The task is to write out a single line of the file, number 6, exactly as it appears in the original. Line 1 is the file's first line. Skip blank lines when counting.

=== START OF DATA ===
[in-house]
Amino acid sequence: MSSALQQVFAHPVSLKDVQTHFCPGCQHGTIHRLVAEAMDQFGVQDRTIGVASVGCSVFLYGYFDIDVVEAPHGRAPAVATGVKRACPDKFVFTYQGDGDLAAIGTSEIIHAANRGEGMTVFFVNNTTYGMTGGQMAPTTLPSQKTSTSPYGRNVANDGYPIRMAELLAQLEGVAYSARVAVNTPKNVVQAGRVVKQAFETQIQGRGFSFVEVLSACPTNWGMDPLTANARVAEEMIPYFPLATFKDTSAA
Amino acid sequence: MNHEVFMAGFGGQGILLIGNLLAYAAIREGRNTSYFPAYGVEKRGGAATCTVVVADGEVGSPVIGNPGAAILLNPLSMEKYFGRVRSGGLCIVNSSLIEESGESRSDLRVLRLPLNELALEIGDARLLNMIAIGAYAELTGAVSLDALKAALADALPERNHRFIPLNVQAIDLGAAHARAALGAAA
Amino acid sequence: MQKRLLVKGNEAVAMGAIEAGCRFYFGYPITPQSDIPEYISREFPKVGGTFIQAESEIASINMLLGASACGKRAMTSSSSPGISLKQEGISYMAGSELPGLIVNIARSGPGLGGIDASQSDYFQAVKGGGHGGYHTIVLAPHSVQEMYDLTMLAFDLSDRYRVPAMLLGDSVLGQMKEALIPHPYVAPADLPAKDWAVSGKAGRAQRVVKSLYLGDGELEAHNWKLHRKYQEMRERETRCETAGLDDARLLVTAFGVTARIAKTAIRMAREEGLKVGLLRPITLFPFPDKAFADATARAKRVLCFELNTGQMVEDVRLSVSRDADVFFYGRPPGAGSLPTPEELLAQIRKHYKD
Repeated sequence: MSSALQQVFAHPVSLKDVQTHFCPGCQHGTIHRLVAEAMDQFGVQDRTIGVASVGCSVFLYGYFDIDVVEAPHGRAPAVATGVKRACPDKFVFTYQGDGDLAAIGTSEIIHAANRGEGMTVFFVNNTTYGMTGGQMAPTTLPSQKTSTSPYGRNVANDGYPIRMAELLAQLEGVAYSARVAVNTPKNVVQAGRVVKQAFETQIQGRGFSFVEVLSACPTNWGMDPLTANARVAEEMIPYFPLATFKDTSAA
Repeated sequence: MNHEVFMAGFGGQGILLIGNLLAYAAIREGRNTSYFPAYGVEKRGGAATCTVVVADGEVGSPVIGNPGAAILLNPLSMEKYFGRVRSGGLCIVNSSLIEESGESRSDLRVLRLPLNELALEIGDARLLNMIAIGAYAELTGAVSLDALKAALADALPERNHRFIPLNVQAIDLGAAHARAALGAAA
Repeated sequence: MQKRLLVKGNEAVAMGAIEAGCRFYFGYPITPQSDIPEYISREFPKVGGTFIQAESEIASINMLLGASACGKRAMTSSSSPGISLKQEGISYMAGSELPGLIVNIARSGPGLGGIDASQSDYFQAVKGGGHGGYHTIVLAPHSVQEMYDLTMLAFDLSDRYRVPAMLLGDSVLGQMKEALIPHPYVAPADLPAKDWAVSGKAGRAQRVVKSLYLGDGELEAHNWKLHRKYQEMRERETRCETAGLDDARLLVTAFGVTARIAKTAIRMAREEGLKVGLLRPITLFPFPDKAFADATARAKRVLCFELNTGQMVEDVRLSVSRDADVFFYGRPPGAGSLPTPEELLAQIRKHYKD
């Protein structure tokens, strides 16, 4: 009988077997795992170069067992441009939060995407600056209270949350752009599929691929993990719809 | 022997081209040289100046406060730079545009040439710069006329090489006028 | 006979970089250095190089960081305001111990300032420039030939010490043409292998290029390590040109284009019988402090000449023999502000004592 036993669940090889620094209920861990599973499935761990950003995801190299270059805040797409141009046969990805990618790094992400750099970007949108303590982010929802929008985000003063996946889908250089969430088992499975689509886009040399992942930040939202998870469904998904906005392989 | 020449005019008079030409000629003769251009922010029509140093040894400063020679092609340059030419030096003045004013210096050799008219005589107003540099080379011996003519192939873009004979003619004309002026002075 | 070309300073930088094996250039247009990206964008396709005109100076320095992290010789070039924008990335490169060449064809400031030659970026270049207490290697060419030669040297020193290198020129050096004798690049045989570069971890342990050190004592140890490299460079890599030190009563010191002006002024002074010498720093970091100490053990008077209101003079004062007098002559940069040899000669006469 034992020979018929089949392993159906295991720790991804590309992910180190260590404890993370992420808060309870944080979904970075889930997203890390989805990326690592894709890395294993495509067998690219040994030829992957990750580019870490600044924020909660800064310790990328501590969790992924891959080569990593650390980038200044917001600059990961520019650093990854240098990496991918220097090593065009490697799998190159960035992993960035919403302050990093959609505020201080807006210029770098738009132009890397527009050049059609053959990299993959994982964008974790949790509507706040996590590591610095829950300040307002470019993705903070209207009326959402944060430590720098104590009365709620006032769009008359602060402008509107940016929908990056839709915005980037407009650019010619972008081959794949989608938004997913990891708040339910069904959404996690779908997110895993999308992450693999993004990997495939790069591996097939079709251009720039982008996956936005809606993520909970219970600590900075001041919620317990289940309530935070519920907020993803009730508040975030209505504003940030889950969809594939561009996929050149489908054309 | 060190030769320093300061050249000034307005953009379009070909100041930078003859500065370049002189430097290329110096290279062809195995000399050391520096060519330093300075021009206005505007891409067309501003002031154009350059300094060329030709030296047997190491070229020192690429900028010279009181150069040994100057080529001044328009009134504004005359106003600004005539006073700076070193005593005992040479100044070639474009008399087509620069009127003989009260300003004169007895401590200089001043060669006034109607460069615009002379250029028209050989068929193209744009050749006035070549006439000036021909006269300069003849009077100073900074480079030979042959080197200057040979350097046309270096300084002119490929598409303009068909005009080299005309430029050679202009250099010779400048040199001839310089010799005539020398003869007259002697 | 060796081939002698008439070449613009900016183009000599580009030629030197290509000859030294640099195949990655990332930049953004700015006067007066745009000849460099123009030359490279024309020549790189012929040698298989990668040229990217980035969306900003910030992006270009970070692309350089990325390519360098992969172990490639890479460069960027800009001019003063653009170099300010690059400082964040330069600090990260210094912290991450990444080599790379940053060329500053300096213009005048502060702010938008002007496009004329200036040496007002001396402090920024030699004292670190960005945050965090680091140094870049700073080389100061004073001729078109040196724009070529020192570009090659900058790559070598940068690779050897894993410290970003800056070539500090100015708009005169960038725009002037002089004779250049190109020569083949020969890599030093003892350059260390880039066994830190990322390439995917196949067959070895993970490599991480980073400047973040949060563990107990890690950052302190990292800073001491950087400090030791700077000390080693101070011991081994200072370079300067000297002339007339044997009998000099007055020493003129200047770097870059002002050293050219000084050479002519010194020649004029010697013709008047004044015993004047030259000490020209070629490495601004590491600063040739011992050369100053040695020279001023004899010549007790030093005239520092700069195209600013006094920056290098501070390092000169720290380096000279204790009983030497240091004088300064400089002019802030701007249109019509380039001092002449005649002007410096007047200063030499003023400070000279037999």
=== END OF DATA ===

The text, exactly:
Repeated sequence: MNHEVFMAGFGGQGILLIGNLLAYAAIREGRNTSYFPAYGVEKRGGAATCTVVVADGEVGSPVIGNPGAAILLNPLSMEKYFGRVRSGGLCIVNSSLIEESGESRSDLRVLRLPLNELALEIGDARLLNMIAIGAYAELTGAVSLDALKAALADALPERNHRFIPLNVQAIDLGAAHARAALGAAA